LESSONS LEARNED REVIEW OF THE DEVELOPMENT,
INTRODUCTION AND OPERATION OF INDIVIDUAL LEARNING ACCOUNTS
SPECIAL INTERNAL AUDIT REVIEW
1. This Special Review was requested by the
Secretary of State and the Permanent Secretary to identify key
lessons to learn from the development, introduction and operation
of the Individual Learning Accounts (ILA) programme. The approach
taken was to review available correspondence and documentation,
and to interview key people involved with the ILA programme to
determine their views on both the achievements and the problems
experienced in the programme.
Summary of Findings
2. It is clear from the submissions reviewed
that decisions on the overall shape and direction of the programme
were made following consultation with, and the agreement of, Ministers.
This included making it a universal programme providing discounts
on a wide range of courses to help encourage adults to take responsibility
for, and contribute to the costs of, their own learning. However,
it has not been possible to identify when and how some decisions
on the operation of the programme were arrived at (see also paragraph
4 b.). Examples of decisions that later led to problems included:
a. The establishment of a buyer beware system
where there would be no central checking of provider viability,
quality or track record.
b. To encourage the widest possible range of
providers (including small, new and innovative) rather than relying
solely on the existing provision from colleges and work based
c. To allow learning providers to retain their
own stocks of ILA application forms. This enabled them to pro-actively
market the programme directly to prospective learners, and sign
them up for their courses.
d. To allow learning providers to determine
the eligibility of most of their own learning courses for ILA
e. The introduction of an 80 per cent subsidy,
initially without a cap, in 1999.
Problems Arising in the Programme
3. Examples of problems that arose include:
a. A significant minority of learning providers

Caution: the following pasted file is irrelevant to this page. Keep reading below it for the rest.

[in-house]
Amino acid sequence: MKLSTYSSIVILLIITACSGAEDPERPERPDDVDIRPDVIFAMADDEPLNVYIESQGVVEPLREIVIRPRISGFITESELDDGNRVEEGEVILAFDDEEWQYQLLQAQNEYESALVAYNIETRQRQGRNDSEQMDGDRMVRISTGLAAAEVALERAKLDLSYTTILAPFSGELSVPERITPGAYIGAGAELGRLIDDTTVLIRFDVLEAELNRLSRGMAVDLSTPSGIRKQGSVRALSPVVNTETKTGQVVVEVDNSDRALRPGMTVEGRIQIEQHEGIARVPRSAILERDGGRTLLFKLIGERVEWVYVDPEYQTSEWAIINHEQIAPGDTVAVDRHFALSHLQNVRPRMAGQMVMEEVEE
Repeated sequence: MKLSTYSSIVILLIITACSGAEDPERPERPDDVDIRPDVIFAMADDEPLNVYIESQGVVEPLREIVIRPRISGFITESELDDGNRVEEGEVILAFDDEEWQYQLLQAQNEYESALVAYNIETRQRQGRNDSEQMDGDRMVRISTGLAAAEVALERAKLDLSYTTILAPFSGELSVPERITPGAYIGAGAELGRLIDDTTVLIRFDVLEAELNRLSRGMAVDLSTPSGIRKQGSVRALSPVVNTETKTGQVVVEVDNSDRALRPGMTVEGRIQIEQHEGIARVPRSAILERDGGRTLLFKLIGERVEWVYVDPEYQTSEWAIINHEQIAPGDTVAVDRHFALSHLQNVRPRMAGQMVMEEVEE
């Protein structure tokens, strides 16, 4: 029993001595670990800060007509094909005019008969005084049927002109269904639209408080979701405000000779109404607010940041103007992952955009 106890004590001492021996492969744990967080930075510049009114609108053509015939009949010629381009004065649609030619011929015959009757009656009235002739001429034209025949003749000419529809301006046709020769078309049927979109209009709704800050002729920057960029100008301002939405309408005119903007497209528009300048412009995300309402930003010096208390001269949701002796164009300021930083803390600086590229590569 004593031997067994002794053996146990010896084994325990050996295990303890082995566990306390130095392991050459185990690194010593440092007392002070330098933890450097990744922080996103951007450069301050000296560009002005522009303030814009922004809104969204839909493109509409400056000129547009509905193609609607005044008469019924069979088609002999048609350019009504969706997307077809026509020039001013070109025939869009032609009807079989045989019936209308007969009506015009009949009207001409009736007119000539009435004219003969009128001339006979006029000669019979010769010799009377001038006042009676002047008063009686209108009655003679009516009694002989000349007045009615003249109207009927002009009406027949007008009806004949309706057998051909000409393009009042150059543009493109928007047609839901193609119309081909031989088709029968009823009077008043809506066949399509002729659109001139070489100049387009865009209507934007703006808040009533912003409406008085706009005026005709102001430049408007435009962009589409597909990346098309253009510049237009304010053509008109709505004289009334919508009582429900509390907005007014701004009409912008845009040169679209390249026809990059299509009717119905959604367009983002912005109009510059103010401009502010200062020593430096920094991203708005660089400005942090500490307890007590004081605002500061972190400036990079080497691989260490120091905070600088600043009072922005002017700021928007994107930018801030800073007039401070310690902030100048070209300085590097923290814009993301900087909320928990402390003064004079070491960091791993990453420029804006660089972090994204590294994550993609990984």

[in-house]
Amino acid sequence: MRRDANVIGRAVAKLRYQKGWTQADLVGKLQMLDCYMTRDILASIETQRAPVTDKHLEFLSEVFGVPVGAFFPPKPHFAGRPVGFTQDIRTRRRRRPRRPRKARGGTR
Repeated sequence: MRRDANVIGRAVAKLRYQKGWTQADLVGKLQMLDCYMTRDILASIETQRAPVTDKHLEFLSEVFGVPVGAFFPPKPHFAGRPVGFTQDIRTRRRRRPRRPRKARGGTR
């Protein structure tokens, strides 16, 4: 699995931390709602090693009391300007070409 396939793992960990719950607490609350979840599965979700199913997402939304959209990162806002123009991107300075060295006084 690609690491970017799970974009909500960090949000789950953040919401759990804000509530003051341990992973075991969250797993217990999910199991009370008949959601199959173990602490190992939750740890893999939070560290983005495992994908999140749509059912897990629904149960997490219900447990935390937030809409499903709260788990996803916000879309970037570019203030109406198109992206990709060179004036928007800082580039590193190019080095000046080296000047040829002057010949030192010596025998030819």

set out to take advantage of the programme by increasing course
prices, aggressive marketing techniques and mis-selling.
b. The prime focus of these suspect providers
was on maximising their income through targeting the most "profitable"
aspects of the programme (initially the £150 contribution
for the first million learners, then the 80 per cent subsidy).
c. Suspect providers also targeted distance
learning. The number of complaints received indicates that some
distance-learning providers offered poor quality learning opportunities
with little or no support.
d. These activities, allied to the overall popularity
of ILAs, led to quicker take-up of learning opportunities than
expected, which in turn led to an over-spending of the available
4. The target to achieve one million ILAs by
March 2002, meant that the ILA Team were under severe time pressure
to establish a service provider contract with Capita, to ensure
that the programme could start in September 2000. The time pressures
contributed to the problems experienced by the programme, particularly
with regard to the contracting process, and were further exacerbated
by the fact that some other key areas of ILA development and operation
did not demonstrate consistently good practice. These included:
a. No business model was developed to help identify
strengths and weaknesses in the policy options available as the
programme was developed.
b. No decision log was set up to record and
track decisions made. This, allied to inadequate knowledge management
and document filing systems within the ILA Team, has meant that
it has not been possible to identify when and how all decisions
were arrived at.
c. Although a great deal of management information
appears to have been collected by Capita, it was not provided
to the Department in a sufficiently helpful format to indicate
possible abuse of the system by providers or to provide the information
for Ministers to decide on action needed.
d. Although a risk register was in place and
being reviewed by the project board, there is insufficient evidence
of active, ongoing management of each risk by a nominated team/individual
outside the Board meetings.
e. Resourcing of some key specialist roles was
not always adequate during the development and operation of the
programme. This is particularly true of both the contract management
and financial management arrangements.
f. Departmental guidance to learning providers
did not clearly specify the requirements and expectations of the
Conclusions & Recommendations
5. The lessons identified by this review are
summarised in the attached Appendix. Some of the key lessons arising
relate to the need to enhance project, risk, contract and financial
6. To carry forward the findings from this review,
we make the following recommendations:
a. To help embed the lessons learned from this review
(see Appendix) into Departmental procedures, they should be made
available to all programme and project boards and managers in
DfES through appropriate media (good practice guidance, web-site,
b. More immediately, the lessons learned from this
review (see Appendix) and all other relevant ILA reviews currently
underway, should be built into the management arrangements for
both the development of the ILA replacement programme and the
wind down of the original ILA programme, where appropriate.
c. To ensure that all the key lessons arising from
the various ILA reviews currently underway are captured, a consolidated
report incorporating all of the lessons learned should be prepared.